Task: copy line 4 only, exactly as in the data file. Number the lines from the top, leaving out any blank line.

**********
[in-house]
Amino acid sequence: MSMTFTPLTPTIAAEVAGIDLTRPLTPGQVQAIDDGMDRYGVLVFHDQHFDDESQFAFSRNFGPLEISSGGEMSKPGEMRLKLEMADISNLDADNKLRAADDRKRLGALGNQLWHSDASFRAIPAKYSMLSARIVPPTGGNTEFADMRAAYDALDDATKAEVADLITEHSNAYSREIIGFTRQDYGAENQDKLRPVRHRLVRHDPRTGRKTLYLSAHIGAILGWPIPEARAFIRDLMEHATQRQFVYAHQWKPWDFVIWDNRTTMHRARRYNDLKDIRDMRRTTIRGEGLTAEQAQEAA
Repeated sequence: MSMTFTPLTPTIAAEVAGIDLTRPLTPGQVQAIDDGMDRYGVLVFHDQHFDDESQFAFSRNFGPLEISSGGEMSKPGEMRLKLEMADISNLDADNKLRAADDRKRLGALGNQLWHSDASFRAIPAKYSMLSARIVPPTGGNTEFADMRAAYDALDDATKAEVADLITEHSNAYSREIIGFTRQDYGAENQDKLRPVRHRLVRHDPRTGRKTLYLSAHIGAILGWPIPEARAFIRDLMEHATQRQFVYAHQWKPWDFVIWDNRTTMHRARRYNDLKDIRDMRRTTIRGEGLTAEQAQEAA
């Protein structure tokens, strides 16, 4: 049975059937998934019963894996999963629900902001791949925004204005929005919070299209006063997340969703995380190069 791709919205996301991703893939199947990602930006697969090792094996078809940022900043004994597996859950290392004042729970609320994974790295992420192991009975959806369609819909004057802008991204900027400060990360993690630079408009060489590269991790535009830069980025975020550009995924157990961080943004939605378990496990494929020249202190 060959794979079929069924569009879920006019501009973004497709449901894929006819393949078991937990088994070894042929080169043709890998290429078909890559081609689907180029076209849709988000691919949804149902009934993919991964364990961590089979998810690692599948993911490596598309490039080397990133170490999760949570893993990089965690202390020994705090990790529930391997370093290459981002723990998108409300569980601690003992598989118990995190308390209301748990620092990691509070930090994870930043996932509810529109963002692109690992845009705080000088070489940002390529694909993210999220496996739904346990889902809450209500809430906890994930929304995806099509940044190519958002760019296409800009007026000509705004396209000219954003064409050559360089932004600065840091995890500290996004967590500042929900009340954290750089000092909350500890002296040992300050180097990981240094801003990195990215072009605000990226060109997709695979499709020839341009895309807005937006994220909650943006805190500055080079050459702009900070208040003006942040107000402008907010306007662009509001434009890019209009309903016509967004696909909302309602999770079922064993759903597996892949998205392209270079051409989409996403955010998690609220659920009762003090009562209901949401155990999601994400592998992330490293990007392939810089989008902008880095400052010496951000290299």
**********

């Protein structure tokens, strides 16, 4: 049975059937998934019963894996999963629900902001791949925004204005929005919070299209006063997340969703995380190069 791709919205996301991703893939199947990602930006697969090792094996078809940022900043004994597996859950290392004042729970609320994974790295992420192991009975959806369609819909004057802008991204900027400060990360993690630079408009060489590269991790535009830069980025975020550009995924157990961080943004939605378990496990494929020249202190 060959794979079929069924569009879920006019501009973004497709449901894929006819393949078991937990088994070894042929080169043709890998290429078909890559081609689907180029076209849709988000691919949804149902009934993919991964364990961590089979998810690692599948993911490596598309490039080397990133170490999760949570893993990089965690202390020994705090990790529930391997370093290459981002723990998108409300569980601690003992598989118990995190308390209301748990620092990691509070930090994870930043996932509810529109963002692109690992845009705080000088070489940002390529694909993210999220496996739904346990889902809450209500809430906890994930929304995806099509940044190519958002760019296409800009007026000509705004396209000219954003064409050559360089932004600065840091995890500290996004967590500042929900009340954290750089000092909350500890002296040992300050180097990981240094801003990195990215072009605000990226060109997709695979499709020839341009895309807005937006994220909650943006805190500055080079050459702009900070208040003006942040107000402008907010306007662009509001434009890019209009309903016509967004696909909302309602999770079922064993759903597996892949998205392209270079051409989409996403955010998690609220659920009762003090009562209901949401155990999601994400592998992330490293990007392939810089989008902008880095400052010496951000290299």